There are enough questions over the admissions process for criteria-based schools in Buffalo that the district is rightly going to take a new look at its procedures.
The debate has been given momentum with a complaint filed by three parents with the U.S. Education Department’s Office of Civil Rights alleging the district’s admissions policy discriminated against minorities, especially African-Americans and Hispanics.
It is safe to say that this evaluation is necessary for the continued credibility of the way students are selected for the city’s top-rated schools. Whether the study will lead to sweeping changes that some parents have suggested would rival school desegregation remains to be seen. To be sure, there are likely to be some changes, as there have been in the past.
There should never be the perception of bias for or against students because of the color of their skin, religion, sexual preference or anything else. Where subjective criteria are part of the selection process, steps should be taken to ensure that decisions are not weighted in a manner that discriminates against any group.
To guard against such claims, the school district must be open and transparent about its process. The school district has volunteered to review, revise and/or expand the admissions processes at its criteria-based schools.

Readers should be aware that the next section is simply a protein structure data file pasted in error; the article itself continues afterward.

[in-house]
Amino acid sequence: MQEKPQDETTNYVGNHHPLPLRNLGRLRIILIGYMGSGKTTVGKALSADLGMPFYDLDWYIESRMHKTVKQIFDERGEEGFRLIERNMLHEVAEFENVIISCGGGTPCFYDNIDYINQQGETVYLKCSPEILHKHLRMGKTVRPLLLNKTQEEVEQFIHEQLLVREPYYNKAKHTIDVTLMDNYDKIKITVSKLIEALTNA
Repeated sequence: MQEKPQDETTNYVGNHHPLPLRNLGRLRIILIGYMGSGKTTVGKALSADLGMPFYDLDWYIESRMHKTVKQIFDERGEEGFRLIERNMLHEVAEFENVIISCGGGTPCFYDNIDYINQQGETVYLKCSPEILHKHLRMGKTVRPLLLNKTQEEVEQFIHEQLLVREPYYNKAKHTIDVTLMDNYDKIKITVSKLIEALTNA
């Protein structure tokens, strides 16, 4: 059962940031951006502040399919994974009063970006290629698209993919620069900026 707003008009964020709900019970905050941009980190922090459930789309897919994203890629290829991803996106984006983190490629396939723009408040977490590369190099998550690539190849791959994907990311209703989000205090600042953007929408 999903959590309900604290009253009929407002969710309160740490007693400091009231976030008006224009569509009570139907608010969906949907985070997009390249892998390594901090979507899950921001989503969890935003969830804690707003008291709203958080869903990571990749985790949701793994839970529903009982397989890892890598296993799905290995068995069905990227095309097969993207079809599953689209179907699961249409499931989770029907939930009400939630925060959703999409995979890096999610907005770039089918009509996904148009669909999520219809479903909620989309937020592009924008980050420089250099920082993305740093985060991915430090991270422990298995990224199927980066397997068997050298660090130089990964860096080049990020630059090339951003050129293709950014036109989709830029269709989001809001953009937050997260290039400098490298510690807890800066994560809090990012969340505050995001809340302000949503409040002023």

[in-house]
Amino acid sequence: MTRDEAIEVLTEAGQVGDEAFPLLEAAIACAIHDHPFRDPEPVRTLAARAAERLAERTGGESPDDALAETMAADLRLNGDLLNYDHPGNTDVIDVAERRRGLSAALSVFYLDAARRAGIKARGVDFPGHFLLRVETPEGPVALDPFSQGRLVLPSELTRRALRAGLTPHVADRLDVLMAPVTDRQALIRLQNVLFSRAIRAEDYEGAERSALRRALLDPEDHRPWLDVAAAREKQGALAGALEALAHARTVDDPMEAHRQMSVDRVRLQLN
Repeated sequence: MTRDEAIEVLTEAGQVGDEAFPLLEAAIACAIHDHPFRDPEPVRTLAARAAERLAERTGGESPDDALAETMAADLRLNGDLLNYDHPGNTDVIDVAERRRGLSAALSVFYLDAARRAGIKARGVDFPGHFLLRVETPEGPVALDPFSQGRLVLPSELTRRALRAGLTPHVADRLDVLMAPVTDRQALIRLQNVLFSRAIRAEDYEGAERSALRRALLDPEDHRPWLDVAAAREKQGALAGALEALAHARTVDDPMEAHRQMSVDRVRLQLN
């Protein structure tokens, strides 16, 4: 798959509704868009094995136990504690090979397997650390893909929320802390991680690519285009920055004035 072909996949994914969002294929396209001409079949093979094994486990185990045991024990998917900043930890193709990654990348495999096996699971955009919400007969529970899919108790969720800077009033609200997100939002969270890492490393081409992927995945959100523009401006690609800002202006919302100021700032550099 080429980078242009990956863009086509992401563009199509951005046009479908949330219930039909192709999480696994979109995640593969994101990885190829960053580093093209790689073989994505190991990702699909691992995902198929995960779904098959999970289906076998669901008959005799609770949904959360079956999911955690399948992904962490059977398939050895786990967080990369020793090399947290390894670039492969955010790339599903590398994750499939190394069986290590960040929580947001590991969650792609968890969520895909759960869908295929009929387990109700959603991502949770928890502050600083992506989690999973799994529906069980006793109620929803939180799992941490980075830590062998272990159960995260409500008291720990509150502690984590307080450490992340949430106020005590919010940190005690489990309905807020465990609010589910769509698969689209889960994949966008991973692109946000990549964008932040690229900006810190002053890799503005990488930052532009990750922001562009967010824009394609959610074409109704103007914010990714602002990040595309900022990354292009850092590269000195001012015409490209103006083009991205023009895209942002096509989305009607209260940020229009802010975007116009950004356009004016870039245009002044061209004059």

As reported, this likely means more minority students will be admitted to City Honors, Olmsted 64 and Olmsted 156, Leonardo DaVinci High School, Hutchinson-Central Technical High School, Emerson School of Hospitality and the Academy for Visual and Performing Arts. All of these schools, except Performing Arts, are deemed schools in good standing by the State Education Department.
It took a complaint filed by parents Patricia Elliott-Patton, Carolette Meadows and Desire Radford, the sister of District Parent Coordinating Council President Samuel Radford, to get the attention of federal officials, which led to the voluntary effort by the district. All three parents are members of the District Parent Coordinating Council.
The Office of Civil Rights, which is responsible for enforcing the Civil Rights Act of 1964, launched an investigation in March into the district’s admissions policies and said it will suspend further investigation as long as the district complies with the conditions.
The agreement stipulates that the district retain a consultant by September to study and make recommendations on how to improve access for all students at the criteria-based schools, which also include Middle Early College.
Each of the eight schools under review has specific standards students must meet in order to gain entry. The requirements can be complex to navigate for parents and students alike.
City Honors, viewed as the educational gold standard in Buffalo, is 64 percent white in a school district that is 70 percent minority. Because of those percentages, City Honors is the focus of criticism by parents who understandably want their children to have the best and highest quality education. The district’s evaluation will help sort out whether the application process puts up roadblocks to students based on race.